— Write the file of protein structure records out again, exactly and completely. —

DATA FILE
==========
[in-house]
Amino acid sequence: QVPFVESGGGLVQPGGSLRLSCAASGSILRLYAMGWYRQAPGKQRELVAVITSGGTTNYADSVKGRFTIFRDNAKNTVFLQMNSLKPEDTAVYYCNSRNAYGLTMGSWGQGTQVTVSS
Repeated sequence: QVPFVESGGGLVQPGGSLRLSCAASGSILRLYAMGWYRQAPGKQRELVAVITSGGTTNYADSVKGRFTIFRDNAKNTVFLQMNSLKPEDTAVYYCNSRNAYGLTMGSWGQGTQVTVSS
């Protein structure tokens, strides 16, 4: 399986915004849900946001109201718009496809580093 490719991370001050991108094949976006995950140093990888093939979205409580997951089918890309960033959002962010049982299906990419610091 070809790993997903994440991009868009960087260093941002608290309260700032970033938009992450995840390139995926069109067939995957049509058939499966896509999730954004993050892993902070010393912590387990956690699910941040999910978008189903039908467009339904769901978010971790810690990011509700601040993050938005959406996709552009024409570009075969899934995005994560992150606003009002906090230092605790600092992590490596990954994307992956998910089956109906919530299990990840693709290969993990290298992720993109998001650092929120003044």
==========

[in-house]
Amino acid sequence: QVPFVESGGGLVQPGGSLRLSCAASGSILRLYAMGWYRQAPGKQRELVAVITSGGTTNYADSVKGRFTIFRDNAKNTVFLQMNSLKPEDTAVYYCNSRNAYGLTMGSWGQGTQVTVSS
Repeated sequence: QVPFVESGGGLVQPGGSLRLSCAASGSILRLYAMGWYRQAPGKQRELVAVITSGGTTNYADSVKGRFTIFRDNAKNTVFLQMNSLKPEDTAVYYCNSRNAYGLTMGSWGQGTQVTVSS
């Protein structure tokens, strides 16, 4: 399986915004849900946001109201718009496809580093 490719991370001050991108094949976006995950140093990888093939979205409580997951089918890309960033959002962010049982299906990419610091 070809790993997903994440991009868009960087260093941002608290309260700032970033938009992450995840390139995926069109067939995957049509058939499966896509999730954004993050892993902070010393912590387990956690699910941040999910978008189903039908467009339904769901978010971790810690990011509700601040993050938005959406996709552009024409570009075969899934995005994560992150606003009002906090230092605790600092992590490596990954994307992956998910089956109906919530299990990840693709290969993990290298992720993109998001650092929120003044």